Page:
The Food is SO good here. We eat at this one members house all the time, and other members feed us every once in a while. There are a lot of members from Guyana here. Guyana is actually apart of south america, but they speak english, and it is more commonly associated with the Carribean. But they make the best food. Curry and chicken, Bakes (Very sweet fried bread stuff) Roti (Sweet tortilla stuff), we also eat a lot of fish, which is really good. I get feed more here than puerto Rico. but it is good because it is a lot healthier.
I wasnt able to buy a memory card, and I will look around here to see if they have any (I doubt it), but maybe I will give it to Sister Dewsnup to send at next Zone conference. They take everyone's mail and stuff back to Puerto Rico and send it from there because it is faster and more secure. So you send it with the shirts and stuff and we will be straight.

Well I love you all very much, keep the faith, peace.

Love Elder Hardy

September 9, 2009

Hey! How is it all? My flight got a little delayed because a tropical storm rolled through on Wednesday, so I had to kick it with the moving elders is San Juan for a couple of days, But I finally made it to Antigua Saturday night. The Branch is amazing! There is more priesthood here than in most of the wards in Puerto Rico. There are 6 return missionaries in the branch too, so they are are willing to help out with the work. Yes,there are a lot of black people here. The only other white people I have seen (not too many) Have been tourist. Pretty much they look like the guys off of cool runnings, Ben Wallace (Basketball player), or there are the occassional caramel, but mostly they are just SUPER DARK! They are really funny and nice though. There are a lot of Rastamen, havent noticed too many odd smelling ciggarettes in the street though if you know what i mean. But I hear it is a big problem on the island. Some of their dredlocks are ridiculously long, some drag on the ground when they walk, or they have these huge beenies, all rasta style, and they stick out 4 feet from their head, its like a huge pot for a plant is on top of their head. I have heard to not drink the tap water. It is pretty much a third world country. Most of the people dont have drinking water, so they have these systems set up to catch the rain water from their roofs and store it in a tank. I thought I saw some poor people in Puerto Rico, but it is really sad to see some of the shacks that the people live in. But for the most part they are really nice. I still can not really understand them. It is a whole different language. I cant even describe it. But when I first got here I thought they were speaking Spanish, So I started to speak Spanish in the airport immigration. When they speak to white people they make it more understandable.The Normans are the senior couple here, they have been here for a year, and they still cant understand the Antiguans when they speak to each other.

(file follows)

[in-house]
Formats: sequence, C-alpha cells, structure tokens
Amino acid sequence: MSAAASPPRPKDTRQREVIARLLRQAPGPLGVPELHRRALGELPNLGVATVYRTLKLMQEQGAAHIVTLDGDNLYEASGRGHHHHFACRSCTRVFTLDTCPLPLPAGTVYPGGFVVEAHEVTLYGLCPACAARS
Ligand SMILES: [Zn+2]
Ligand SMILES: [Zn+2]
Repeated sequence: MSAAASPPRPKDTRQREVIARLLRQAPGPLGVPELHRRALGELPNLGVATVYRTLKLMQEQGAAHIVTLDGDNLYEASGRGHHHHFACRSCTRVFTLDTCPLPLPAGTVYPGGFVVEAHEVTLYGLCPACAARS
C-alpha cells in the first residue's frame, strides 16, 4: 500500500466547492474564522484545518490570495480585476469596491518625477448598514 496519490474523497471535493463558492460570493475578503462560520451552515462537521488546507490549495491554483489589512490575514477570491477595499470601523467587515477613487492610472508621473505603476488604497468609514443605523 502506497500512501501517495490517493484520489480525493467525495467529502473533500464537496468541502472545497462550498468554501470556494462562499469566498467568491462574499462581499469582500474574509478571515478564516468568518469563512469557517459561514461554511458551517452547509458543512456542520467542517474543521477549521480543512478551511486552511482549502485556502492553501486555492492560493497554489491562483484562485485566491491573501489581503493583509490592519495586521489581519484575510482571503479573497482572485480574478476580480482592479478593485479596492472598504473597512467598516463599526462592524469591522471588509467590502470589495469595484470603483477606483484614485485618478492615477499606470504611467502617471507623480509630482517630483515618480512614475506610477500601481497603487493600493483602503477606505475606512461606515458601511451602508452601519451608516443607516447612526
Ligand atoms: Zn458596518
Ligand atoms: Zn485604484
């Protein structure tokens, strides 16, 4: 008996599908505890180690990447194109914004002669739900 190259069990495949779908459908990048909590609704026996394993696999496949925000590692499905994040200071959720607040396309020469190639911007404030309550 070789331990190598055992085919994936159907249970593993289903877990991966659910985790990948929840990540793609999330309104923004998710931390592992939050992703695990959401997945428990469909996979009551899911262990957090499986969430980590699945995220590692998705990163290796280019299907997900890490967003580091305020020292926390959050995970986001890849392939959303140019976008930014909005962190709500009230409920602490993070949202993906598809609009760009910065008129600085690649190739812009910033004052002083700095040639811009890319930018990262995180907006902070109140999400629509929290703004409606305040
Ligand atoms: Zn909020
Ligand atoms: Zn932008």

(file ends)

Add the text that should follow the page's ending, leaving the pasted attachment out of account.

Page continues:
People laugh when they look at our name tags, Hardy and Harvey, what aw ya brodas man? Everyone thought that was funny in church. But Elder Harvey is cool, we were in the same district in the mtc. And yes I am district leader here, but it is just me, elder harvey, and the Normans, so not a very big district.
The members are sweet! A lot of them use to be Rasta, but they cut their dreds. We went over to one guys house they other day, and he was just jammin out on the guitar, playing a bunch of Bob Marley and a lot of his own songs. They really do say "Man" every other word, it is super funny.
And yes the island itself isnt that pretty, but I have seen some pictures of the beaches, and they are amazing! The Normans are going to take us on a tour soon, so I will get some pictures.
The food is really expensive here, it is a about 12 Us dollars for subway or KFC (the only fast food on the island). Oh, and they dont use us dollars, they use eastern carribean money. They all have queen elizabeth on them, but it is about 2.67 EC to every US dollar.
This is a completely different mission than what I started out on, everything moves a little slower here, but I love it all, I am super excited to help the work progress. Know that I am safe, and I love you.

Love Elder Hardy

Tuesday, September 1, 2009

September 2, 2009

I'm getting shipped out to Antigua. CRAZY HUH! I Dont know too much about Antigua, but it doesnt look ridiculously small. I hear it isnt the most pretty island, but what can you do? Well my companion will be Elder Harvey, that aint going to be confusing, Hardy and Harvey. It will just be me, him, and a senior couples on the Island. I hear the ward is really cool, and down to help the missionary work progress. I am pretty sad to leave, I Really am going to miss Arroyo. I told the Sanchez family last night that I was leaving, but that I would come back tonight and say goodnight, and Patricia and her daughter Edylis, and the grandmother who is a strong member all started crying. It is going to be really hard to say goodbye. I had a hard time sleeping last night, and just felt sick in the morning. But they are my family here, I know this aint the end, we are gonna come back and visit them in a year.
Well don't have too much left to say, just know I am safe and doing well. My flight leaves tomorrow night at 7 for Antigua.

Love Elder Hardy